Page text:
In late March, Russia released its draft long-term strategy for diversifying economic development and reducing greenhouse gas emissions by 2050. Given Russia's role in the global economy and its status as the fourth-largest emitter of greenhouse gases, the country's long-term plan is consequential for the world's efforts to rapidly cut emissions and avoid the worst consequences of climate change. Unfortunately, this plan misses the mark, allowing emissions to creep upwards through 2030 and not drop to net-zero until as late as 80 years from now. This also means missing out on the economic opportunities presented by the transition toward a low-emissions economy, including growing the renewable energy sector.
The draft strategy would reduce emissions by 33% by 2030 compared to 1990 levels, including from the land sector. While this is a modest improvement over Russia's current pledge to reduce emissions by 25-30% over the same timeframe, the new plan still represents a significant increase in emissions relative to today. This is because Russia's emissions fell significantly in the early 1990s with the collapse of the Soviet Union. Russia's emissions today are roughly half of what they were in 1990.
Russia models four long-term pathways or scenarios in the draft strategy, two of which are focused explicitly on low-carbon development. Even under the most ambitious scenario in the strategy, Russia will only reach carbon neutrality "close to the completion" of the century. This will be decades later than other major economies, which have laws in place to reach net-zero by 2050 (the United Kingdom, France, Denmark and New Zealand) or sooner (Sweden is committed to reach net zero by 2045).
Here are three takeaways from the draft strategy:
1. Russia's Projected Emissions in 2030 and 2050 are Higher than Current Levels in All Scenarios
The "base" scenario is the main scenario guiding Russia's proposed long-term strategy. It involves continuing current climate measures through 2028, followed by more aggressive policies between 2028-2050, predominantly focused on energy and resource efficiency, as well as strengthening forest protection. An "intensive" scenario focuses on additional measures, including carbon pricing, increased renewable energy generation and large-scale electrification of transport, among others. The other two pathways are less ambitious than the base scenario — one excludes measures that are currently under implementation (the "without government measures" scenario) and another includes current measures through 2028 but doesn't build on them (the "inertia" scenario).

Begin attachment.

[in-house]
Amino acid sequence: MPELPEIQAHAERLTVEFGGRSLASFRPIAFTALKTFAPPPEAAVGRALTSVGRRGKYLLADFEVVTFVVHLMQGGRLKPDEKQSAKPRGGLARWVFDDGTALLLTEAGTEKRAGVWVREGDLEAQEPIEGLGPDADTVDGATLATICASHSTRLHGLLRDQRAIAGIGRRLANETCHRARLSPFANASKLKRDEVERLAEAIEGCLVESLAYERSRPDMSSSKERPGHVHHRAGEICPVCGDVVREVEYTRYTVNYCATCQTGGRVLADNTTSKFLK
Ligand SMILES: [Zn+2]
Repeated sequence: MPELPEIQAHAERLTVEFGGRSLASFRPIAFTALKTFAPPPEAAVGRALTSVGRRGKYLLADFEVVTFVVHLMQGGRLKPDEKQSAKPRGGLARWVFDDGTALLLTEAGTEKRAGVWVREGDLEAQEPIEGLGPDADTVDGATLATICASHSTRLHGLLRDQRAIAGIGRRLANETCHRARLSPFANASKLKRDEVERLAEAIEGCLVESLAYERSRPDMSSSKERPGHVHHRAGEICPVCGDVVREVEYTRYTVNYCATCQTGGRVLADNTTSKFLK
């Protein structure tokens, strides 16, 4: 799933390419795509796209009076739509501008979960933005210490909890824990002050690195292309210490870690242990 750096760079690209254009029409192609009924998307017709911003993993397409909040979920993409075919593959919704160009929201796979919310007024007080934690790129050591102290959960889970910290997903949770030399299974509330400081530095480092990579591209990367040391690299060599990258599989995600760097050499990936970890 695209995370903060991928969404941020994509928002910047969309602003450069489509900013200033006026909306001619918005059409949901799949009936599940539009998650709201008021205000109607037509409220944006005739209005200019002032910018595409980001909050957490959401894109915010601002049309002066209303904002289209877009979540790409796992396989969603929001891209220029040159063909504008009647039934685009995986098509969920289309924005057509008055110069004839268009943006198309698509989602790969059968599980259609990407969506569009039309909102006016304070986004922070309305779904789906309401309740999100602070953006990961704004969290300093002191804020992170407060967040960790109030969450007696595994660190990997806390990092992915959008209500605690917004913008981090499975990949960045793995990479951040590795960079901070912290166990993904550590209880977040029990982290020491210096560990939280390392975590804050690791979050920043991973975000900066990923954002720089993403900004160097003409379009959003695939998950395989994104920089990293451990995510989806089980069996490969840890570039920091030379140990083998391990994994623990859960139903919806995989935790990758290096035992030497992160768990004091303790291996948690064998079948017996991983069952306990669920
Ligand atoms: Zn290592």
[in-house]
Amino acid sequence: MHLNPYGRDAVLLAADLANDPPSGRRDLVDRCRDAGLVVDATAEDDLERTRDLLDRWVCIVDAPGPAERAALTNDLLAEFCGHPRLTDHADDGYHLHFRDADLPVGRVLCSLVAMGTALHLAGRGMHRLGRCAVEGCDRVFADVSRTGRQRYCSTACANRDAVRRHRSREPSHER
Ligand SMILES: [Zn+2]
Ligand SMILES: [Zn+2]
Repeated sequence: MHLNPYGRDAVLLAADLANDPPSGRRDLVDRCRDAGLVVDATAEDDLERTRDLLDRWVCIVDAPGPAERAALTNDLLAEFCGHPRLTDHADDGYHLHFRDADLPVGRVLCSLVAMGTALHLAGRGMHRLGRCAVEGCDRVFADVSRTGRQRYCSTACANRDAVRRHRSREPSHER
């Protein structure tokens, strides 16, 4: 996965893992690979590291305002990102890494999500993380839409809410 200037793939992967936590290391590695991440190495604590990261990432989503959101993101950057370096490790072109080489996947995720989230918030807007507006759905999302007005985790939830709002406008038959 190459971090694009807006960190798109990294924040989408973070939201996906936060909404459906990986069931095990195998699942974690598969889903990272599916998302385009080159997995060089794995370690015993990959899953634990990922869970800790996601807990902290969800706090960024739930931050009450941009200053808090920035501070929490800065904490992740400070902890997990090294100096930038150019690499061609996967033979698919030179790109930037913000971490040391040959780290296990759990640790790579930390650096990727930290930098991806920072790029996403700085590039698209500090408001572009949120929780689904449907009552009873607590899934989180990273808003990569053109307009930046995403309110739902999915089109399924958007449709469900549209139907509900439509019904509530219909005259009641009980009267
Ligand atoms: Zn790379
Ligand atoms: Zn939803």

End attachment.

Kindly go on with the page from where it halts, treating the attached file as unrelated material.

Under the base scenario, emissions will increase from current levels to peak in 2030. Even after subsequent reductions, emissions by 2050 would be higher than current levels. Under the intensive scenario, emissions will increase from current levels to a lower peak in 2030 before decreasing and reaching carbon neutrality or net zero toward the end of this century.
|Without government measures||Preserves technology and energy use of current economy without intervention|
|Inertia||Implements current measures through 2028 but no further improvements to energy efficiency or technologies|
|Base||Implements current measures through 2028, more aggressive policies in 2028-2050 (forest protection, energy and resource efficiency)|
|Intensive||Base plus additional measures (carbon pricing, more renewable energy, electrific transport)|
According to the latest climate science, global carbon dioxide emissions must roughly halve by 2030 and reach net-zero around 2050 in order to limit warming to 1.5 degrees C (2.7 degrees F) and prevent the worst impacts of climate change. None of Russia's scenarios come close to aligning with this trajectory.
2. Electricity Mix to Remain Heavy in Fossil Fuels, Despite Renewable Energy Potential